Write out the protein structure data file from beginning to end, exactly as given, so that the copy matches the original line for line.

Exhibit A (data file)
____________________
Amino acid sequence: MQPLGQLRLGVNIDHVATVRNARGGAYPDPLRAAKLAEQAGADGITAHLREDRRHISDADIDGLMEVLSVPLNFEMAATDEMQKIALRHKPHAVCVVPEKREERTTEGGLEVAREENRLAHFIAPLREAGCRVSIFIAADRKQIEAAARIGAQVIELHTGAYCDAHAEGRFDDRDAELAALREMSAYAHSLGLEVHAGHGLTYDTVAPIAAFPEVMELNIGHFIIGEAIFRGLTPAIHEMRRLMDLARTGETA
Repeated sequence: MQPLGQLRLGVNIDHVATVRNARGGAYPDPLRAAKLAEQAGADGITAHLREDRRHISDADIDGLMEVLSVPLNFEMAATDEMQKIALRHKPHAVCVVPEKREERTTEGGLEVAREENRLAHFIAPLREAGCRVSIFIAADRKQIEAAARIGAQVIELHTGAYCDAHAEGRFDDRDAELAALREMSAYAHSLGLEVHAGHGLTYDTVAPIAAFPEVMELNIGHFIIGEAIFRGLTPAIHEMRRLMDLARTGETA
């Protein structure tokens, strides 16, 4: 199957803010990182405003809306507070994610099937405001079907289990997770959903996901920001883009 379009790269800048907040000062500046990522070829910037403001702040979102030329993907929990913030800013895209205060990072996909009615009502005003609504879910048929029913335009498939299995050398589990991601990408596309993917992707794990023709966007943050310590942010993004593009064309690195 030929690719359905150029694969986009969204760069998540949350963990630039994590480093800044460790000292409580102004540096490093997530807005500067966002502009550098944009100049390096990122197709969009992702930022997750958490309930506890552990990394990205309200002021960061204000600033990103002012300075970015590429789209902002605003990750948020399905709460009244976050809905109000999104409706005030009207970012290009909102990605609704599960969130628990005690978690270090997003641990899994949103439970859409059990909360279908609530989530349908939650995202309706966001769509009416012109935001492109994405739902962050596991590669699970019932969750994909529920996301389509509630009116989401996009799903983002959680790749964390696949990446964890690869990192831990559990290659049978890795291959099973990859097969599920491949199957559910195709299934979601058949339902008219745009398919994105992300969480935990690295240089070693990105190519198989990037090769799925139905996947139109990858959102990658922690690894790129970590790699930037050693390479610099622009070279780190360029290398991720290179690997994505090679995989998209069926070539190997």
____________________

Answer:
Amino acid sequence: MQPLGQLRLGVNIDHVATVRNARGGAYPDPLRAAKLAEQAGADGITAHLREDRRHISDADIDGLMEVLSVPLNFEMAATDEMQKIALRHKPHAVCVVPEKREERTTEGGLEVAREENRLAHFIAPLREAGCRVSIFIAADRKQIEAAARIGAQVIELHTGAYCDAHAEGRFDDRDAELAALREMSAYAHSLGLEVHAGHGLTYDTVAPIAAFPEVMELNIGHFIIGEAIFRGLTPAIHEMRRLMDLARTGETA
Repeated sequence: MQPLGQLRLGVNIDHVATVRNARGGAYPDPLRAAKLAEQAGADGITAHLREDRRHISDADIDGLMEVLSVPLNFEMAATDEMQKIALRHKPHAVCVVPEKREERTTEGGLEVAREENRLAHFIAPLREAGCRVSIFIAADRKQIEAAARIGAQVIELHTGAYCDAHAEGRFDDRDAELAALREMSAYAHSLGLEVHAGHGLTYDTVAPIAAFPEVMELNIGHFIIGEAIFRGLTPAIHEMRRLMDLARTGETA
């Protein structure tokens, strides 16, 4: 199957803010990182405003809306507070994610099937405001079907289990997770959903996901920001883009 379009790269800048907040000062500046990522070829910037403001702040979102030329993907929990913030800013895209205060990072996909009615009502005003609504879910048929029913335009498939299995050398589990991601990408596309993917992707794990023709966007943050310590942010993004593009064309690195 030929690719359905150029694969986009969204760069998540949350963990630039994590480093800044460790000292409580102004540096490093997530807005500067966002502009550098944009100049390096990122197709969009992702930022997750958490309930506890552990990394990205309200002021960061204000600033990103002012300075970015590429789209902002605003990750948020399905709460009244976050809905109000999104409706005030009207970012290009909102990605609704599960969130628990005690978690270090997003641990899994949103439970859409059990909360279908609530989530349908939650995202309706966001769509009416012109935001492109994405739902962050596991590669699970019932969750994909529920996301389509509630009116989401996009799903983002959680790749964390696949990446964890690869990192831990559990290659049978890795291959099973990859097969599920491949199957559910195709299934979601058949339902008219745009398919994105992300969480935990690295240089070693990105190519198989990037090769799925139905996947139109990858959102990658922690690894790129970590790699930037050693390479610099622009070279780190360029290398991720290179690997994505090679995989998209069926070539190997």